The North Rim has a much different look and feel to it.  The first thing you will likely notice is there are far fewer tourists.  The North Rim has a more “local” and “natural” feel to it.  Its appearance is also different from that of the South Rim.  Where the red rock dominates in the South, the North Rim also has lush, deep forests.  The aspen trees that populate the North Rim are also stunning, especially in fall!


North Kaibab Trail
Hiking the North Rim’s North Kaibab Trail at dawn



Day 2 of Your Southwest National Parks Roadtrip: the North Rim


As in the South, the great thing about hiking at the North Rim is the option to hike along the rim of the canyon, or hike down into it.  I would highly recommend spending Day 2 on a North Rim hike.  There are several great day hikes to choose from.  One of my favorites is the North Kaibab Trail (sibling to the South Rim’s South Kaibab Trail).  The North Kaibab Trail departs the North Rim in stunning foliage and traverses a downhill descent through tunnels, past waterfalls, and completely enveloped by stunning forest and canyon scenery.  


You can take the North Kaibab Trail down just short of 5 miles to Roaring Springs, a delicate and graceful waterfall.  This will add up to be a hefty day hike, with a roundtrip close to 10 miles, and the second half consisting of substantial uphill gain,so be adequately prepared!


The North Kaibab Trail
Stopping for a quick shot on the North Kaibab Trail



Or, as mentioned earlier in my South Rim recommendations, if you have extra time and want to take on a really memorable and meaningful challenge, you can take on the Rim to Rim hike from the North Kaibab Trail down to the heart of the canyon, past Phantom Ranch, and over the Colorado River, to the point where North Kaibab meets with the South Kaibab Trail and the Bright Angel Trail on the other side of the river on the South Rim, and you can choose which of the two you wish to take up the South Rim.  If you are interested in pursuing this goal, make sure to check out my sister posts on the Rim to Rim full trail report, and my guide to training for a Rim to Rim hike in one day.  Again, this is not a hike you just show up and do on a whim – it takes months and months to prepare for and should be taken very seriously!


Another of my favorite North Rim day hikes is the 10 mile roundtrip Widforss Trail, which terminates at the stunning vista at Widforss Point.  This multi-faceted and diverse trail takes you along the canyon rim, and on clear days, you can even see the state high point at Humphrey’s Peak looming in the distance from Flagstaff.  Towering pines grace this trail, until you reach Widforss Point and the expanse opens up to take in all the grandeur of the Grand Canyon.  Even though this is a longer day hike at 10 miles, there is minimal elevation gain and the trail is mostly flat and well maintained.  


The Widforss Trail in Grand Canyon National Park
Taking in the sights from Widforss Point on the North Rim’s Widforss Trail



For shorter day hikes, the Cape Royal Trail and Point Imperial Trails are both short, easy hikes that are family friendly and under a mile each, with unbelievable views.  Either of these trails are absolute stunners at sunrise and sunset as well!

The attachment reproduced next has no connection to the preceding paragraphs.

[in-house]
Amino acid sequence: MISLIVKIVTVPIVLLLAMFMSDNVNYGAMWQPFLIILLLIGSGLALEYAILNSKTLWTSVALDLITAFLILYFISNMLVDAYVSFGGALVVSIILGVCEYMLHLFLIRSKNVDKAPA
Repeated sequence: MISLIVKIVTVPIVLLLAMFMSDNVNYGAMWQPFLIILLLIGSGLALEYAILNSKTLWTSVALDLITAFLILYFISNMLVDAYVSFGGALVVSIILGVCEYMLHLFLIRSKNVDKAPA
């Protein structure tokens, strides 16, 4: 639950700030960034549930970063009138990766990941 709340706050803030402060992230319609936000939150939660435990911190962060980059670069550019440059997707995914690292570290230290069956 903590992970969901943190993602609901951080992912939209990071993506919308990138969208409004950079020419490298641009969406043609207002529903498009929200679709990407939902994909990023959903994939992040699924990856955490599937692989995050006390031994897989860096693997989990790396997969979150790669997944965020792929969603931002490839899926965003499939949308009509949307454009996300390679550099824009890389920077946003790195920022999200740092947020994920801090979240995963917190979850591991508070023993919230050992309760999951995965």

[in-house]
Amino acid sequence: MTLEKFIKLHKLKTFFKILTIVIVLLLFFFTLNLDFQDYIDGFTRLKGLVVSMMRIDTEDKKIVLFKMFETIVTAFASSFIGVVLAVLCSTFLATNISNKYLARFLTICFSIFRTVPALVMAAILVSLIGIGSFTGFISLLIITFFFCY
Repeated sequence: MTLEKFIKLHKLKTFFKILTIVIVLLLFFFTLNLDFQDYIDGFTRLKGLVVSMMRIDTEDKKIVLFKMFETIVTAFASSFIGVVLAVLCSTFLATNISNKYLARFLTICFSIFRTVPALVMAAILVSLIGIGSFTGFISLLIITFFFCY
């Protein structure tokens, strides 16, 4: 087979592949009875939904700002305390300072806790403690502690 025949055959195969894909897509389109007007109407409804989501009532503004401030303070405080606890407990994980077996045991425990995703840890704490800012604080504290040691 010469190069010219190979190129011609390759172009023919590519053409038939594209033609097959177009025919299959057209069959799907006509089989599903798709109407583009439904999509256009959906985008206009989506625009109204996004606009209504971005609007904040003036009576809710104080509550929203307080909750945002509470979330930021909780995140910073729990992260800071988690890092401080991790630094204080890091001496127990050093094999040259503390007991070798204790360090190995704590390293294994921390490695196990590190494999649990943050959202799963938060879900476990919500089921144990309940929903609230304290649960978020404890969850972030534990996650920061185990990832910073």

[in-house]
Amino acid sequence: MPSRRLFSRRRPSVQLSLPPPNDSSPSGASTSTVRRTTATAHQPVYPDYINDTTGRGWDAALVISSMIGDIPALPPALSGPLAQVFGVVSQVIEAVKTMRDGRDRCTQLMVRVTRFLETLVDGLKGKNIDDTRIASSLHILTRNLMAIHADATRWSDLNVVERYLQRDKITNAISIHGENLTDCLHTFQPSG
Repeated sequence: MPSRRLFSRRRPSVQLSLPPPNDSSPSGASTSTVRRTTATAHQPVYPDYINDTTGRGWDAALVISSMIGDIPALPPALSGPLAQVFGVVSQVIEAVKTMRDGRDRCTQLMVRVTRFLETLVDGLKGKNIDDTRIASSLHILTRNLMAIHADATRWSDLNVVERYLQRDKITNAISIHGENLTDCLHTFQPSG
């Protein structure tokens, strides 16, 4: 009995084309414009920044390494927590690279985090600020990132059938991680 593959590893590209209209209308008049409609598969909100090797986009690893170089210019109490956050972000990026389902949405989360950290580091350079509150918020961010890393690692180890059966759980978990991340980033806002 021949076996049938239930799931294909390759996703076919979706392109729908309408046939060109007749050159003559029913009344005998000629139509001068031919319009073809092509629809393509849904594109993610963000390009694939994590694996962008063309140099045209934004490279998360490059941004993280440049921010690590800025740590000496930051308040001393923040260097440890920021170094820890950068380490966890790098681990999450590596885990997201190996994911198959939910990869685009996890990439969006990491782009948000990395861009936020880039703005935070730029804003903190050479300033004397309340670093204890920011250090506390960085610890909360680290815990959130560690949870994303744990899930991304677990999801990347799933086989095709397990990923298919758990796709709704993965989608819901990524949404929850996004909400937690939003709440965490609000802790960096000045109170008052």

While you are at the North Rim, I would highly recommend checking out the North Rim Visitor Center, and also popping into Jacob Lake, the tiny gas station/restaurant/lodge on the way into the North Rim of the Grand Canyon.  There’s a small restaurant with good food and some of the best cookies, plus a gift shop.  You can book lodging there as well, and Jacob Lake makes for a good home base for any of the hikes that are at the North Rim.  


For the purposes of this Southwest National Parks roadtrip itinerary, I would plan to spend Night 2 at the North Rim, or somewhere in the near vicinity.  The next stop is White Sands National Park, which is 11 hours drive time east.



Day 3-4 of Your Southwest National Parks Roadtrip:  Drive from the North Rim to White Sands


The 11 hour drive can be done in one day if preferred, but I would opt to make this a 2 day drive, and spend the night in between in the charming Southwest town of Albuquerque, and do some local exploring while you are there.  There are plenty of things to do in Albuquerque, as well as plenty of lodging and amenities.  


It is approximately an 8 hour drive from the North Rim to Albuquerque.   On Day 3, get into Albuquerque, have a meal, and settle in.  On Day 4, choose an activity to explore in Albuquerque, and then plan to finish the drive to White Sands, which is 3.5 hours from Albuquerque.


Albuquerque is the quintessential Southwest, with turquoise spattered around town, green chile everything, and a rich outdoor scene that is closely tied to the resident Sandia Mountains.  I firmly believe that the best way to experience a place is to actively experience it, so look into one of these active outdoor adventures for your time in Albuquerque….and then maybe follow that up with a green chile hamburger and some sightseeing around town, before heading out to White Sands.  


Sandia Peak
Hiking the trails at the top of Sandia Peak in Albuquerque, NM